‘a year ago when NIKE released our move to zero initiative, it was really the culmination of decades of effort on sustainability. we really pride ourselves on improving the environmental footprint of our products and our supply chain. move to zero was really about making the statement of future commitment and recognizing that our brand can act as a catalyst for change,‘ outlines noel kinder, chief sustainability officer at NIKE, on the sport giant’s mission to sustainability. assessing the innovations that have been made in a year, designboom joined a round table discussion with noel alongside michelle warvel, VP, NIKE direct service and experience; golnaz armin, senior material design director; and virginia rustique-petteni, senior director, global sustainability engagement. with tackling climate change at the fore, the green-tip topics covered the ways they are moving to zero carbon and zero waste as well as how the focus on form, function and footprint is driving their design.
the marble ecodown jacket’s transparent shell and lining are made from 100% recycled polyester
(main image: NIKE’s move to zero message)
all images courtesy of NIKE
innovation – to design better products for sports – has also been the driving force behind the brand. now though, NIKE‘s move to zero initiative embodies their dual mission that questions why can’t their offerings be better for the world as well as for sports in general. the initiative is pushing more emphasis on scaling sustainable materials into their products. ‘we use a lot of recycled polyester. recycled polyester at its core is basically recycled water bottles or recycled plastic bottles in general. so, since 2010, we’ve actually diverted seven and a half billion water bottles or plastic bottles from landfill, and that becomes recycled polyester which ultimately winds up in garments that are NBA jerseys or soccer jerseys,’ explains noel. ‘then you have things like flyleather and flyknit, which are big platforms for us.‘
AF-1’s upper is swapped for a faux leather made from 24% recycled synthetic leather
the way NIKE makes products is key, as 70% of their environmental impact is down to their materials. ‘that’s an end-to-end impact,‘ clarifies golnaz armin. ‘it’s about the water that goes into all the cottons that we grow, that goes into our t-shirts. it’s about the energy that it takes to dye fabrics or print on them. every detail, every aspect of the cycle of the materials from the raw materials to the finished product matters, and it has a huge impact when you add them up. it is really important to start fundamentally thinking about materials if we really want to kind of make our product better.‘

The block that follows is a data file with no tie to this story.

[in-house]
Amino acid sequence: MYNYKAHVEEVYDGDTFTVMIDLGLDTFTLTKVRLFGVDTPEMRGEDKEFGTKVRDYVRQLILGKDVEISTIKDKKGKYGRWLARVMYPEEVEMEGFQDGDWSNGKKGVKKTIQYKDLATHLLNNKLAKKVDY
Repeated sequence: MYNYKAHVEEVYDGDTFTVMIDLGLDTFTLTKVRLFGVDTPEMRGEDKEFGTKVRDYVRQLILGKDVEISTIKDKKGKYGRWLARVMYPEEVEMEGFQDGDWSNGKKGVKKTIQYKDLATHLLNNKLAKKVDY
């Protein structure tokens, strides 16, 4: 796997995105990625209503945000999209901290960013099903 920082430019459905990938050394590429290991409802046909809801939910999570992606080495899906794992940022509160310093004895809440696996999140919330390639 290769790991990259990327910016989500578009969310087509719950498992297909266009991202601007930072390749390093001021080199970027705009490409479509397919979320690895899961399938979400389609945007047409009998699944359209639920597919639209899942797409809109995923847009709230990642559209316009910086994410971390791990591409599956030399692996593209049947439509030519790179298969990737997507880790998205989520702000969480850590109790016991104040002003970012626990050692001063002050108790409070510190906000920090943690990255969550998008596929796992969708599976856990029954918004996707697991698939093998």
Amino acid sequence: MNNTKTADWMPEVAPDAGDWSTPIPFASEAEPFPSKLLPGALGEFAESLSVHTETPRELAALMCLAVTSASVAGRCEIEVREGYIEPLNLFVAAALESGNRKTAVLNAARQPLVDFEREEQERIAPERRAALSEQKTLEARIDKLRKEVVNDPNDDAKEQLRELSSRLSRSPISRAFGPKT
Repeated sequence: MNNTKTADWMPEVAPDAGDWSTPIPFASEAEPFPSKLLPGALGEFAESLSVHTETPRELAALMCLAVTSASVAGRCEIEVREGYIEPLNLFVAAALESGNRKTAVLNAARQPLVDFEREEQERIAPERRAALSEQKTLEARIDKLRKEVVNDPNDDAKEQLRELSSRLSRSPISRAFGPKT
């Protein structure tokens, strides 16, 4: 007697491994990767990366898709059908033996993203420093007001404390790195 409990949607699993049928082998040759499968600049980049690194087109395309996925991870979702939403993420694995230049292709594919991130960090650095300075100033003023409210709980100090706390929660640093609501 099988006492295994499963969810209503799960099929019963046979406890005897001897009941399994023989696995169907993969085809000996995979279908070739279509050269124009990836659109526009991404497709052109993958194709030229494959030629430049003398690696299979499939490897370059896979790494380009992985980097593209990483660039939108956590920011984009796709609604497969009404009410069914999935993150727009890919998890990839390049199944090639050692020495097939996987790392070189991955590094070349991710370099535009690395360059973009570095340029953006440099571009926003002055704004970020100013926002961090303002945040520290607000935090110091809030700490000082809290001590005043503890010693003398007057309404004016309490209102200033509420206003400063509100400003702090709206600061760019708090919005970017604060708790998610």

the air force-one crater has a transparent toe-vamp that displays a pocketed material filled with rubber scraps from the footwear manufacturing process
this sustainable focus – the analysis of every detail and every aspect of the cycle of the materials – has already impacted designs like the AF-1 crater, waffle racer crater, and the marble ecodown jacket. the AF-1 crater shoe, for example, is built from faux leather made from 24% recycled synthetic leather; the upper of the waffle racer crater has been replaced by 100% recycled polyester and even has 100% recyclable shoelaces; and the transparent shell of the water-resistant wind-runner marble jacket intriguingly displays the marble insulation underneath made from 100% recycled thermore ecodown.
the waffle racer crater maximizes recycle content to showcase sustainable future
‘the waffle is a classic kind of a DNA product that we have. originally, it was designed with nylon. but we know that recycled polyester is a better choice right now, so we re-imagined this. every bit that goes into these shoes from the webbing, from the laces, all the lining, everything is leveraging maximum recycled content, which is bringing us to that scale and the true impact that we could have for the environment,‘ adds golnaz.
the waffle racer crater has an exaggerated shape and proportion on the outsole, which utlizies 15% grind rubber
all three of these new product offerings include NIKE grind, either as a more sustainable, lightweight and responsive crater foam for the shoes or for the construction of the jacket’s zippers and toggles. NIKE grind is made from recycled athletic footwear and surplus manufacturing scraps, and it exemplifies their vision for a circular future where everything they make can be reclaimed and transformed into something new. they are also experimenting to integrate this material as well as other recycled components into the physical store designs as seen in paris’ house of innovation, from the fixtures through to the flooring.